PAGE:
Everybody has secrets.
Diane listens to talk radio when she’s alone in the car.
I listen to country music.
But we admit these quick enough, so they aren’t big secrets.
The secrets we keep locked deep inside our hearts…now those are secrets. And I’m going to tell you one.
Why? Because embarrassing as it is for me to tell, this secret wants to be told.
When I regained consciousness after my near death experience Diane was standing by my bedside. I did something that made the continuation of my miracle healing possible.
As you remember multicolored waves of healing washed over me the minute I chose to stay. Of course, that was just the beginning of my miracle healing.
But the fact that my miracle healing is on-going can be attributed to one simple thing I did.
I chose to accept my situation and live in the now.
So, when I became conscious the second day, I looked up at Diane and I cried my heart out.
I cried like a baby. A baby wanting mama to make everything good again. Wanting the terrible nightmare to be meaningless and be reassured the world was a safe and happy place.
But that wasn’t possible.
I told her my life was over. That I had lost everything. The life I knew was gone forever.
She made it clear that I hadn’t lost her or my family. And together we’d make it through this thing. I cried even harder.
Those tears started my grieving process. A process I fought when my parents died. And I have generally rejected as childish most of my life.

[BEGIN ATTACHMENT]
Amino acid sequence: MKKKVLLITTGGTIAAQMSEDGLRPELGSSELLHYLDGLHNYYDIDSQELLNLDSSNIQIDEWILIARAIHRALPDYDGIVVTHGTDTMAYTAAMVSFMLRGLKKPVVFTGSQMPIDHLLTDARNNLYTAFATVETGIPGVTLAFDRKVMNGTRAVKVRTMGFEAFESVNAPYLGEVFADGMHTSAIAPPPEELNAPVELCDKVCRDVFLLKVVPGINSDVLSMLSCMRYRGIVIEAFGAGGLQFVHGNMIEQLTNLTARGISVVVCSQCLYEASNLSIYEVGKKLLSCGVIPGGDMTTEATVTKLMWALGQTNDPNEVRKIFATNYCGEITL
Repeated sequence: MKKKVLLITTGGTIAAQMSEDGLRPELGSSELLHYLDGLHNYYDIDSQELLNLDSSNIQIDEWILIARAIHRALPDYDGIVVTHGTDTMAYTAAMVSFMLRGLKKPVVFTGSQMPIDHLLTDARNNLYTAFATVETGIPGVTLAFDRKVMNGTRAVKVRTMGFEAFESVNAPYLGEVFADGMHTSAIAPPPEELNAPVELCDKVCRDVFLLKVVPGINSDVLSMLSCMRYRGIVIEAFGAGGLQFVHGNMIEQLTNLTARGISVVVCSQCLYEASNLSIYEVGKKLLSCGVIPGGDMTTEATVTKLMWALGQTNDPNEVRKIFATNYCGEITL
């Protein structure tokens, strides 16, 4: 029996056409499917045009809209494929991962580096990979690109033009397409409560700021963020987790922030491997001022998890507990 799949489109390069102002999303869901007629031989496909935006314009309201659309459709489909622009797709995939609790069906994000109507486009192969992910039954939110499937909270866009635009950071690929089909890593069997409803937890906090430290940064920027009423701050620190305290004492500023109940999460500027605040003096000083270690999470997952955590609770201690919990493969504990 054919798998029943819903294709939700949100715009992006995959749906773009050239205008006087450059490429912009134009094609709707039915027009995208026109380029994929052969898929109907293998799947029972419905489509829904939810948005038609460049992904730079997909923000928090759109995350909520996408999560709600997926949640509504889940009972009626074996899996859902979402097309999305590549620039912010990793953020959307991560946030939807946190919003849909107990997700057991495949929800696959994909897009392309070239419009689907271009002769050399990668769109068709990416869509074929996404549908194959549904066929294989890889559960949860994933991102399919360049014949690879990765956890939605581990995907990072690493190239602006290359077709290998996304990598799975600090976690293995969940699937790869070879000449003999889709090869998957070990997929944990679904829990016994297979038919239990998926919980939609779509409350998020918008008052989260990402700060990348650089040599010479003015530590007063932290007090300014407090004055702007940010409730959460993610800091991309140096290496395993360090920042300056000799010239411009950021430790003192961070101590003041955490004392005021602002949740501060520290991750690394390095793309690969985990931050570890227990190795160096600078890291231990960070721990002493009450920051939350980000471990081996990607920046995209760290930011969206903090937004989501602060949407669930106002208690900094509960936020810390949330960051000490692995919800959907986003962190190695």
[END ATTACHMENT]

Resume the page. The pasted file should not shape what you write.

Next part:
But as fate would have it three days before Stroke Tom, Penelope and I gave a seminar on grieving the loss of your old life. We were talking about the economic life we all lost when the banks failed in 2008.
We had talked about how the go-go years were dead and nothing would ever be the same again. How important it was to let the past go, both the good times and the bad.
Because you can only live in the now. If you didn’t let the past go, you would miss out on the glorious present God has in store for you.
Well, we all teach what we must learn. So when I opened my heart with Diane post Stroke Tom and cried, I was embracing the grieving process openly and completely.
Over the next year I went through all stages of grief over and over again. Some days I’d be having a good experience and for no reason I’d start crying. Some days I’d apologize for having a stroke and promise to do better, be better in the future.
Some days I would wake up so angry I didn’t even recognize myself. Of course, Diane was always quick to assure me that was in deed me yelling and waving my cane all over the house.
But I felt different.
Because I was embracing my grief, I was healing. I could feel the change. I was growing. I was letting go of the past little by little.
All the while my glorious new life was emerging.
A life I would have missed if I hadn’t accepted my situation and grieved the loss of the life I had.
A few weeks back I was at Penelope’s house and I overheard her, proudly, telling a friend all the things I’ve overcome in my life. She’ll probably deny the whole thing now that I’ve written about it.
Still, it makes me proud to think I didn’t give up on my life. Didn’t surrender to fear and self-pity. Maybe others who see that won’t give up on their difficulties. No matter how daunting the calamity. Nor how arduous the recovery.
Because we’re here to learn and grow. And that cannot happen without challenges and obstacles. Or as Jack Nicholson might say, “you can’t make an omelet unless you break a few eggs.”
Life is precious and fleeting. Get the most you can with what you’re given.
• More to come